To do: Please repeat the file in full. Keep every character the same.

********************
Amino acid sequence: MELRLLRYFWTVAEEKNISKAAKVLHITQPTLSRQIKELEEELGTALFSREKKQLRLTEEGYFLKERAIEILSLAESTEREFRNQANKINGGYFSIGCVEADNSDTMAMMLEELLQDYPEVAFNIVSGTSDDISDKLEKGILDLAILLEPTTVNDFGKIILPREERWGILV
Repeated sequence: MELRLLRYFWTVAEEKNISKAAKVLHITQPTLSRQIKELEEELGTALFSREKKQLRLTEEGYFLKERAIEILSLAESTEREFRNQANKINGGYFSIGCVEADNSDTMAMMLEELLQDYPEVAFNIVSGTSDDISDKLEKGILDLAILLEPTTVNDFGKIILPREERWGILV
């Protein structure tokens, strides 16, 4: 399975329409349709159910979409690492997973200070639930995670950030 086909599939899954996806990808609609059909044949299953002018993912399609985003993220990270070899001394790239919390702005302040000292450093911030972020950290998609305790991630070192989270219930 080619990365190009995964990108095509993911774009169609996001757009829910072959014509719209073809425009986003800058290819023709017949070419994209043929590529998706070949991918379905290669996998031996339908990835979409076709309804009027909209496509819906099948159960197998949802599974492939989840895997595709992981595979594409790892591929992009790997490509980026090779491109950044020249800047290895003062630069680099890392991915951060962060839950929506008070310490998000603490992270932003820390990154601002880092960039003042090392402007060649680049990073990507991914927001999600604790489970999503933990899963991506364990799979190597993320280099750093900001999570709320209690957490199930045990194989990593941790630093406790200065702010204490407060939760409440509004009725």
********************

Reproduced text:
Amino acid sequence: MELRLLRYFWTVAEEKNISKAAKVLHITQPTLSRQIKELEEELGTALFSREKKQLRLTEEGYFLKERAIEILSLAESTEREFRNQANKINGGYFSIGCVEADNSDTMAMMLEELLQDYPEVAFNIVSGTSDDISDKLEKGILDLAILLEPTTVNDFGKIILPREERWGILV
Repeated sequence: MELRLLRYFWTVAEEKNISKAAKVLHITQPTLSRQIKELEEELGTALFSREKKQLRLTEEGYFLKERAIEILSLAESTEREFRNQANKINGGYFSIGCVEADNSDTMAMMLEELLQDYPEVAFNIVSGTSDDISDKLEKGILDLAILLEPTTVNDFGKIILPREERWGILV
């Protein structure tokens, strides 16, 4: 399975329409349709159910979409690492997973200070639930995670950030 086909599939899954996806990808609609059909044949299953002018993912399609985003993220990270070899001394790239919390702005302040000292450093911030972020950290998609305790991630070192989270219930 080619990365190009995964990108095509993911774009169609996001757009829910072959014509719209073809425009986003800058290819023709017949070419994209043929590529998706070949991918379905290669996998031996339908990835979409076709309804009027909209496509819906099948159960197998949802599974492939989840895997595709992981595979594409790892591929992009790997490509980026090779491109950044020249800047290895003062630069680099890392991915951060962060839950929506008070310490998000603490992270932003820390990154601002880092960039003042090392402007060649680049990073990507991914927001999600604790489970999503933990899963991506364990799979190597993320280099750093900001999570709320209690957490199930045990194989990593941790630093406790200065702010204490407060939760409440509004009725």